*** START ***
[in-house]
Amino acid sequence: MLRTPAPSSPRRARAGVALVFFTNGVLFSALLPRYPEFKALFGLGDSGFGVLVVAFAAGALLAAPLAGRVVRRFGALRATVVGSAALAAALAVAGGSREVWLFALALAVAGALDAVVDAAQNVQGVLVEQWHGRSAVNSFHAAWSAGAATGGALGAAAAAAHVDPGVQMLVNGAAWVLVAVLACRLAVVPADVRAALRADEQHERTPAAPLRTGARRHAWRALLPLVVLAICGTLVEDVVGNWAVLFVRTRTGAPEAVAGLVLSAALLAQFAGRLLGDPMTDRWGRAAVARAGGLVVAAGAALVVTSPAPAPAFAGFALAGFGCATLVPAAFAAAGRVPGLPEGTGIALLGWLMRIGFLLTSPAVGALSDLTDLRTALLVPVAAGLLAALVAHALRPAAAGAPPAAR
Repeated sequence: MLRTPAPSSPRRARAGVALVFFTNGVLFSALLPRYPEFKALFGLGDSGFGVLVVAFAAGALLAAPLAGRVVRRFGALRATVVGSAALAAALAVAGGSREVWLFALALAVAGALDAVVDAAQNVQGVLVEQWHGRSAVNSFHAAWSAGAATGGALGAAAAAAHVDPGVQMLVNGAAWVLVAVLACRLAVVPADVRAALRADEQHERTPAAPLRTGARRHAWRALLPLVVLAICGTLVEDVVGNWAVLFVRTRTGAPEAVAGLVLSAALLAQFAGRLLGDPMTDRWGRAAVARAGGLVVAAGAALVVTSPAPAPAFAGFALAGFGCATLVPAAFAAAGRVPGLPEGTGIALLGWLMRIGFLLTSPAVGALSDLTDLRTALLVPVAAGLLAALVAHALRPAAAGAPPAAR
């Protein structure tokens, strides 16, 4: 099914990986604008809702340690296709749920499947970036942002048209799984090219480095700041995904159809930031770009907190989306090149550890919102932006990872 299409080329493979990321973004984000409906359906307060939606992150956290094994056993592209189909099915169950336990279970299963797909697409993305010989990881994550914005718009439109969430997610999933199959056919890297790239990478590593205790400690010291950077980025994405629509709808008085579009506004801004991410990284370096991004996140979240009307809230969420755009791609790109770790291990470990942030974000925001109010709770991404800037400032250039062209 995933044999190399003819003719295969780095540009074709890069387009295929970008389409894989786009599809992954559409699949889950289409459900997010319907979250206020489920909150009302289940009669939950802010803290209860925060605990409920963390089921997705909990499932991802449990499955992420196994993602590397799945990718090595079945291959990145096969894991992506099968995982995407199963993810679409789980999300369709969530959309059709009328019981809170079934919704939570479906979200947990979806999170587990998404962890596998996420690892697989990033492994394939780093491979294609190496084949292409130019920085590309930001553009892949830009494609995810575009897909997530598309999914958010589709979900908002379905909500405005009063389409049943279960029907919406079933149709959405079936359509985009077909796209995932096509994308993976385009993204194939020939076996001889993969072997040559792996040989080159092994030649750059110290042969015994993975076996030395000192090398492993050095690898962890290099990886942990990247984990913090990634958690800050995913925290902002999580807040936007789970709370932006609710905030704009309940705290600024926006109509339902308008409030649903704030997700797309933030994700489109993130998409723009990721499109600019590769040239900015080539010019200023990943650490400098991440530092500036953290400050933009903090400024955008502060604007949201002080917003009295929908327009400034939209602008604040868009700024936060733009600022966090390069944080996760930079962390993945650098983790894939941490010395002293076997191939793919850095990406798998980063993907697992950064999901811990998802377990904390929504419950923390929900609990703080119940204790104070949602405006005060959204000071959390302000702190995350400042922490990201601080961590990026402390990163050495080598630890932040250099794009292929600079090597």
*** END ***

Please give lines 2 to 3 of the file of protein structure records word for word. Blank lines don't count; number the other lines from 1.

Amino acid sequence: MLRTPAPSSPRRARAGVALVFFTNGVLFSALLPRYPEFKALFGLGDSGFGVLVVAFAAGALLAAPLAGRVVRRFGALRATVVGSAALAAALAVAGGSREVWLFALALAVAGALDAVVDAAQNVQGVLVEQWHGRSAVNSFHAAWSAGAATGGALGAAAAAAHVDPGVQMLVNGAAWVLVAVLACRLAVVPADVRAALRADEQHERTPAAPLRTGARRHAWRALLPLVVLAICGTLVEDVVGNWAVLFVRTRTGAPEAVAGLVLSAALLAQFAGRLLGDPMTDRWGRAAVARAGGLVVAAGAALVVTSPAPAPAFAGFALAGFGCATLVPAAFAAAGRVPGLPEGTGIALLGWLMRIGFLLTSPAVGALSDLTDLRTALLVPVAAGLLAALVAHALRPAAAGAPPAAR
Repeated sequence: MLRTPAPSSPRRARAGVALVFFTNGVLFSALLPRYPEFKALFGLGDSGFGVLVVAFAAGALLAAPLAGRVVRRFGALRATVVGSAALAAALAVAGGSREVWLFALALAVAGALDAVVDAAQNVQGVLVEQWHGRSAVNSFHAAWSAGAATGGALGAAAAAAHVDPGVQMLVNGAAWVLVAVLACRLAVVPADVRAALRADEQHERTPAAPLRTGARRHAWRALLPLVVLAICGTLVEDVVGNWAVLFVRTRTGAPEAVAGLVLSAALLAQFAGRLLGDPMTDRWGRAAVARAGGLVVAAGAALVVTSPAPAPAFAGFALAGFGCATLVPAAFAAAGRVPGLPEGTGIALLGWLMRIGFLLTSPAVGALSDLTDLRTALLVPVAAGLLAALVAHALRPAAAGAPPAAR